For one, how should we define our present financial system?
Well, we can start by focusing on the financial system that the modern world’s majority uses: Monetarism. This is a theory whereby, according to the American Heritage Dictionary, “economic variations within a given system, such as changing rates of inflation, are most often caused by increases or decreases in the money supply—usually enacted by controlled government policy.” (For those new to economics, don’t worry. This will be explained more simply soon enough.)
No matter the country, nor the dominant ideology we ascribe to—be it communist, socialist or capitalist—they all use a monetary system; only the degree of government intervention in the system varies.
Next, what kind of scam are we charging our financial system of resembling? For the purposes of this article, we will use a pyramid scheme as a model (albeit the most sophisticated pyramid scheme ever devised).
One should also consider that it often isn’t a shifty looking man in a trench coat trying to recruit you into these get-rich-quick-schemes, but normal, honest-looking people.
Briefly, a pyramid scheme is a scam where one ringleader (sometimes a team) convinces a number of individuals to invest money into a ‘new money making system,’ which requires these new investors to work—usually on a kind of commission—to recruit others to then invest money back into the said ‘system.’ Those new recruits are then encouraged to lure even more individuals into this system and so on.
This scheme is called a pyramid scheme because of its shape: if one person recruits ten people and those ten each recruit ten others and so on, the pyramid could potentially involve everyone on earth within ten rounds of recruiting—with most or all the money being funnelled to the top.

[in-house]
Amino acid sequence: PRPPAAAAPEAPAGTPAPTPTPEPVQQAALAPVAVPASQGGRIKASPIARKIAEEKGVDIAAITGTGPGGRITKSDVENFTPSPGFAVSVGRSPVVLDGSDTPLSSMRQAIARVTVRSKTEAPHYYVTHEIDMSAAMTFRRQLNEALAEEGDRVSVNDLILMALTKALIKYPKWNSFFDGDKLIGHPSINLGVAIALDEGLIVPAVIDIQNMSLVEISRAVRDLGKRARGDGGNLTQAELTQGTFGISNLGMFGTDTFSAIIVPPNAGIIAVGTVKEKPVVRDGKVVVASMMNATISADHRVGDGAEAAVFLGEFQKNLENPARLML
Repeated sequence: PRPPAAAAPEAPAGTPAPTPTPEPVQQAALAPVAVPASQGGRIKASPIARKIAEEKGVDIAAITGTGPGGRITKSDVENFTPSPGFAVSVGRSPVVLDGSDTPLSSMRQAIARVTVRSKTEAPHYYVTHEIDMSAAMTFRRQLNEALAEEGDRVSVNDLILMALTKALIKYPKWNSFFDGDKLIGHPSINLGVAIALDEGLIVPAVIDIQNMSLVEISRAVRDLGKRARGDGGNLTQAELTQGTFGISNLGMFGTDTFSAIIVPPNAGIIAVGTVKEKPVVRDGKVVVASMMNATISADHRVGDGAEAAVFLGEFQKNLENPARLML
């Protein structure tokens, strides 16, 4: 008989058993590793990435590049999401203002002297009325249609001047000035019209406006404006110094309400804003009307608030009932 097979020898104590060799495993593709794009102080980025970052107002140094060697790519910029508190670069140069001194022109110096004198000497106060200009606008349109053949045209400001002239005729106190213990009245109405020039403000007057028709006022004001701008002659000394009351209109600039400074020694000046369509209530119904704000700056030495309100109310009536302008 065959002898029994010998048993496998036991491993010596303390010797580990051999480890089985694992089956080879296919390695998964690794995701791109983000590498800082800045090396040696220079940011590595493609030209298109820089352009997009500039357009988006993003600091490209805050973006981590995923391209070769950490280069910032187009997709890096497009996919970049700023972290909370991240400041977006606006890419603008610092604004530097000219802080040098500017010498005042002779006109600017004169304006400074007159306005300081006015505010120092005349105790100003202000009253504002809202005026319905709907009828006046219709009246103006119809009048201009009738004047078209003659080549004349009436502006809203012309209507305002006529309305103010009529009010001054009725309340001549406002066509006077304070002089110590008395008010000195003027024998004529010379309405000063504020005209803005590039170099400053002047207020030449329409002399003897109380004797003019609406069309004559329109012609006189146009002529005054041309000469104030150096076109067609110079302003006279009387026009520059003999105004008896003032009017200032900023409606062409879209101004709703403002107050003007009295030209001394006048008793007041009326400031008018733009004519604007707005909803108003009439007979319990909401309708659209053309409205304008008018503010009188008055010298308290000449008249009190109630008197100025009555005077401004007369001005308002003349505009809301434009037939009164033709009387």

That said, such schemes never make it to this level, as once it reaches a certain size, there will always be a few who begin to smell a fish.
So with these parameters set, let’s turn our attention to some of the biggest reasons why people get caught up in financial schemes. According to Skepdic.com, greed is probably the underlying factor. The desire for wealth and power are easy levers the crafty can use against most anybody.
This greed, or even just a basic desperation for money, can lead to varying states of wishful thinking, where even the smartest of those involved throw away logic and reason for the hope that this ‘money-making system’ is actually legitimate. As a result, asking those worthwhile questions that can save one’s wallet all of a sudden begins to feel uncomfortable or impolite.
Even those few who catch on to what they’ve gotten themselves into continue playing along, thinking, “Hey, I’m not at the bottom of the pyramid; I’m near the top. I can still get out of this making a profit!” Housing Meltdown, anyone?
Finally, one should also consider that it often isn’t a shifty looking man in a trench coat trying to recruit you into these get-rich-quick-schemes, but normal, honest-looking people. These people are quite often educated and/or well-respected, like teachers, investors (ala Bernie) and even police officers. Anyone is susceptible, and the more the initial ringmaster can attract respected participates into this system, the more it wraps around itself an air of legitimacy borrowed from such individuals. This makes the system that much more attractive to future recruits.